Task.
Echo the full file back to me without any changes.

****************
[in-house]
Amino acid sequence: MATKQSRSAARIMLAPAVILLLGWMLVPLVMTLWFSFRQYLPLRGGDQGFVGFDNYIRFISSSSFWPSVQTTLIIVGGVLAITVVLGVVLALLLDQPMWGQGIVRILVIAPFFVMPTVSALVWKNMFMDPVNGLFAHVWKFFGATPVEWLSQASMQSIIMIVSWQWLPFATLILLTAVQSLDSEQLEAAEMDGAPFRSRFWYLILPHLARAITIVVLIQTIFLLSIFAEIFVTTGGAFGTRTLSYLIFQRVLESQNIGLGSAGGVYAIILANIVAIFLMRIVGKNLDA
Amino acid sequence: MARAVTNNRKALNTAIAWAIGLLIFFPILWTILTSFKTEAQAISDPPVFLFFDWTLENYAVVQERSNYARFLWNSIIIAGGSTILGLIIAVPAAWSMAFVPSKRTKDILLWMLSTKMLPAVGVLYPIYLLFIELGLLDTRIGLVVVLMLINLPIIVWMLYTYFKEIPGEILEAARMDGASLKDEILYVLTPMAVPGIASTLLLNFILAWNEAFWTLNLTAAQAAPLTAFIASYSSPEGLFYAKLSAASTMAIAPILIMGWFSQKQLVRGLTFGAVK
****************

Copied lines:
[in-house]
Amino acid sequence: MATKQSRSAARIMLAPAVILLLGWMLVPLVMTLWFSFRQYLPLRGGDQGFVGFDNYIRFISSSSFWPSVQTTLIIVGGVLAITVVLGVVLALLLDQPMWGQGIVRILVIAPFFVMPTVSALVWKNMFMDPVNGLFAHVWKFFGATPVEWLSQASMQSIIMIVSWQWLPFATLILLTAVQSLDSEQLEAAEMDGAPFRSRFWYLILPHLARAITIVVLIQTIFLLSIFAEIFVTTGGAFGTRTLSYLIFQRVLESQNIGLGSAGGVYAIILANIVAIFLMRIVGKNLDA
Amino acid sequence: MARAVTNNRKALNTAIAWAIGLLIFFPILWTILTSFKTEAQAISDPPVFLFFDWTLENYAVVQERSNYARFLWNSIIIAGGSTILGLIIAVPAAWSMAFVPSKRTKDILLWMLSTKMLPAVGVLYPIYLLFIELGLLDTRIGLVVVLMLINLPIIVWMLYTYFKEIPGEILEAARMDGASLKDEILYVLTPMAVPGIASTLLLNFILAWNEAFWTLNLTAAQAAPLTAFIASYSSPEGLFYAKLSAASTMAIAPILIMGWFSQKQLVRGLTFGAVK